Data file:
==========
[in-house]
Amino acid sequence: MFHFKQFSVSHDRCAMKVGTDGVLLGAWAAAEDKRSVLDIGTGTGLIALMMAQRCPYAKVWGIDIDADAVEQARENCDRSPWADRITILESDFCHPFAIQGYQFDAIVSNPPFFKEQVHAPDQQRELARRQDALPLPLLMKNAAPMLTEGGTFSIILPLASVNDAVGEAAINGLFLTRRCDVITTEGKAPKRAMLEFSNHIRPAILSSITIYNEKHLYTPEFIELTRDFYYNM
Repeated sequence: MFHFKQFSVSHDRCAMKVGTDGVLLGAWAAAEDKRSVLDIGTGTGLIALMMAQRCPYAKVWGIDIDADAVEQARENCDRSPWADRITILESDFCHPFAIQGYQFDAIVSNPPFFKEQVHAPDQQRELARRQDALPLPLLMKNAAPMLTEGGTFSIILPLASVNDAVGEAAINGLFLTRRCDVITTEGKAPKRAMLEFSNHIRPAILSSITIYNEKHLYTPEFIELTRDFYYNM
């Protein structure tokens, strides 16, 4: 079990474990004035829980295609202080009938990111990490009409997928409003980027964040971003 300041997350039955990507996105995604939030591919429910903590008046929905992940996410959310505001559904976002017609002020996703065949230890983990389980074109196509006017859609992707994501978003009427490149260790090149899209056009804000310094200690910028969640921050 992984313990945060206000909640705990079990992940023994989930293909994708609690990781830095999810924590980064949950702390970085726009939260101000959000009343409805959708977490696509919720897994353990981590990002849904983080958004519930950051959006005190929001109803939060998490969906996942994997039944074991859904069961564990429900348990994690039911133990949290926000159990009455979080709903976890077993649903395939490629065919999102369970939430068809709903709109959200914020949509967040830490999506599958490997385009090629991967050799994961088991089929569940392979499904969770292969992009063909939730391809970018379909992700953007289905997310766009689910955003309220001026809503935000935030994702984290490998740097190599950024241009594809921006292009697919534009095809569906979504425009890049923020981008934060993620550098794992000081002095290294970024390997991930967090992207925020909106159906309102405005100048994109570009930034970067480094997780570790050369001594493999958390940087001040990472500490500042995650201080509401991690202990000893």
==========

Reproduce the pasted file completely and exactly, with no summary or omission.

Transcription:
[in-house]
Amino acid sequence: MFHFKQFSVSHDRCAMKVGTDGVLLGAWAAAEDKRSVLDIGTGTGLIALMMAQRCPYAKVWGIDIDADAVEQARENCDRSPWADRITILESDFCHPFAIQGYQFDAIVSNPPFFKEQVHAPDQQRELARRQDALPLPLLMKNAAPMLTEGGTFSIILPLASVNDAVGEAAINGLFLTRRCDVITTEGKAPKRAMLEFSNHIRPAILSSITIYNEKHLYTPEFIELTRDFYYNM
Repeated sequence: MFHFKQFSVSHDRCAMKVGTDGVLLGAWAAAEDKRSVLDIGTGTGLIALMMAQRCPYAKVWGIDIDADAVEQARENCDRSPWADRITILESDFCHPFAIQGYQFDAIVSNPPFFKEQVHAPDQQRELARRQDALPLPLLMKNAAPMLTEGGTFSIILPLASVNDAVGEAAINGLFLTRRCDVITTEGKAPKRAMLEFSNHIRPAILSSITIYNEKHLYTPEFIELTRDFYYNM
């Protein structure tokens, strides 16, 4: 079990474990004035829980295609202080009938990111990490009409997928409003980027964040971003 300041997350039955990507996105995604939030591919429910903590008046929905992940996410959310505001559904976002017609002020996703065949230890983990389980074109196509006017859609992707994501978003009427490149260790090149899209056009804000310094200690910028969640921050 992984313990945060206000909640705990079990992940023994989930293909994708609690990781830095999810924590980064949950702390970085726009939260101000959000009343409805959708977490696509919720897994353990981590990002849904983080958004519930950051959006005190929001109803939060998490969906996942994997039944074991859904069961564990429900348990994690039911133990949290926000159990009455979080709903976890077993649903395939490629065919999102369970939430068809709903709109959200914020949509967040830490999506599958490997385009090629991967050799994961088991089929569940392979499904969770292969992009063909939730391809970018379909992700953007289905997310766009689910955003309220001026809503935000935030994702984290490998740097190599950024241009594809921006292009697919534009095809569906979504425009890049923020981008934060993620550098794992000081002095290294970024390997991930967090992207925020909106159906309102405005100048994109570009930034970067480094997780570790050369001594493999958390940087001040990472500490500042995650201080509401991690202990000893």